It’s been extremely hot in southern Arizona. Every day we hear about electric power outages in different sections of Tucson. Are these intentional rolling blackouts? Sure looks like it. So far no power interruptions in our hood, but since our air conditioner crapped out last week and we had to spend a night and a day in an oven-like house before it was repaired, we feel we’ve paid our dues and won’t feel guilty if the rolling blackouts pass us over.
Along with the heat comes summer monsoon humidity pushed up from Mexico and the Sea of Cortez. This reduces the temperature a few degrees but makes being outdoors seem even hotter. Suddenly, it’s no longer a dry heat. I spent a full day at the air museum yesterday conducting walking and tram tours. I think as long as I stay hydrated and avoid actual outdoor work (driving a tram doesn’t count), I’ll survive even this record-setting summer.
I came home from the museum to find two drowned ground squirrels in the pool. Schatzi used to kill them, but she’s no longer quick enough to chase them down. Instead she harries them until they jump into the pool to escape. At least I think it’s Schatzi. It could be the auxiliary dog, Maxie, though I’ve never seen that one express much interest in varmints.
We’re moving money from our financial management account to our checking account to pay for the new truck. In this era of instant electronic credit and debit transfers, having to wait three or four days for money to move from one financial institution to another feels downright anachronistic.
In anticipation of the new truck, I sold our light utility trailer and started surfing Craigslist for a larger one. I didn’t think Donna cared about macho truck stuff, but she said our little trailer with it’s sissy twelve-inch wheels would look silly behind our big new truck, and that we needed to get one with fifteen-inch wheels. Thank you, babe … big wheels oorah! In case you’re wondering why a retired couple needs a trailer in the first place, it’s to haul the motorcycle on cross-country trips. It offends the motorcycle purist in me, but it’s nice to cross the flat desert in air-conditioned comfort with the motorcycle in tow, then break out the bike when we get to the mountains or the coast. Best of both worlds, etc.
Okay, enough personal news. On to something more explosive:
The Navy reportedly wants to add nuclear bomb-carrying capability to its version of the F-35 fighter, the F-35C. The weapon mentioned in the linked article is the B-61 gravity nuclear bomb, designed in the 1960s and long out of production. For some reason this disturbs me.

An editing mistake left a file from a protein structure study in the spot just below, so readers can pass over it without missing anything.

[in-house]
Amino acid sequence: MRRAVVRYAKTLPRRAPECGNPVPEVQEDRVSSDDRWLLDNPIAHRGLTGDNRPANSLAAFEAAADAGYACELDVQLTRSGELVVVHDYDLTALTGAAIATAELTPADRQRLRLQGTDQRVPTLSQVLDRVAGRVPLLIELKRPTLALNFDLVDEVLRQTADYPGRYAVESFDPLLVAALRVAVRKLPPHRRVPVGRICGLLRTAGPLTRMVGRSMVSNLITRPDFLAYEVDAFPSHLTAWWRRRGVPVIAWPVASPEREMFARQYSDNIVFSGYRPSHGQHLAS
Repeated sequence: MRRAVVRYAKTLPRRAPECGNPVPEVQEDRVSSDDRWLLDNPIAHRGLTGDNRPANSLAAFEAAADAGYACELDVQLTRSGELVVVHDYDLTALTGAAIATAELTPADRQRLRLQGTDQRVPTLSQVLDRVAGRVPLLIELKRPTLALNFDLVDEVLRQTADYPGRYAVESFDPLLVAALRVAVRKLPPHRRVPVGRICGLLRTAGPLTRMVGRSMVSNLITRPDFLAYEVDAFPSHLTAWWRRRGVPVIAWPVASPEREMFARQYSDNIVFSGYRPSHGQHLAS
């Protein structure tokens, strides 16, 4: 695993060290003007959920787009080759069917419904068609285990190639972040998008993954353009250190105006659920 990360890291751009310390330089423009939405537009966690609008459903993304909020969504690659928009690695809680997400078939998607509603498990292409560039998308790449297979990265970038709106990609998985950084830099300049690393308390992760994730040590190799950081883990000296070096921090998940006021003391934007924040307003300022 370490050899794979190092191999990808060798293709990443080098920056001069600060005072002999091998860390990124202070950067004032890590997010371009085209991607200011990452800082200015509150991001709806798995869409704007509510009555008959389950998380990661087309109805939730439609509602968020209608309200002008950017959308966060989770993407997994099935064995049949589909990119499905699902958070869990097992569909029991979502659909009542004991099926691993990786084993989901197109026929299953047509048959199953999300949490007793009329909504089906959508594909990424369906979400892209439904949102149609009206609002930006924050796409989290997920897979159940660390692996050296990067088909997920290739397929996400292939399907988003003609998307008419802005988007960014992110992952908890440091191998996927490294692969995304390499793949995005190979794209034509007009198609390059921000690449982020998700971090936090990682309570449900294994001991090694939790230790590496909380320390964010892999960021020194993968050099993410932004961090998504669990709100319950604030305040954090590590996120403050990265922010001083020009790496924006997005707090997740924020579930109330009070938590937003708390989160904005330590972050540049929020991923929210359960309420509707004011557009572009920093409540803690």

When I grew up in the 1950s and 60s, I knew some Air Force fighters could carry nuclear weapons. I had the impression it was the exception rather than the rule, probably because nuclear capability was only mentioned in connection with certain fighter/bombers like the F-84 Thunderstreak.
Since I began volunteering at an air museum and writing about the historical jets on display there, I’ve learned nuclear capability is the rule, not the exception. Almost all USAF fighter/bombers from the early 1950s on have been capable of carrying nuclear weapons; Navy fighter/attack jets too.
In the 1950s, with the advent of nuclear deterrence and the doctrine of mutual assured destruction, each military service tried to carve out its own nuclear niche; that’s where the sweet, sweet budget money was. The Air Force and Navy emerged the victors: the two services have a lock on the nation’s strategic “nuclear triad,” the combination of long-range bombers and land- and submarine-based intercontinental ballistic missiles. The Air Force and Navy have a near-monopoly on tactical nuclear weapons as well; i.e., the kind that can be delivered by fighter/bombers.
During the 1950s the Army tried to get its foot in the door with nuclear artillery shells, but as far as I know that program is long dead. My guess is that today, the Army and Marines have only small nuclear weapons programs, most likely a role in delivering “suitcase nukes.”
We kind of quit hearing about nuclear weapons programs after the demise of the Soviet Union, but I have a feeling we’re going to start hearing more on the subject as we enter a new cold war with China and the remnants of the Soviet Union. Sadly, that’s one genie that’s never going to go back into its bottle.
© 2015, Paul Woodford. All rights reserved.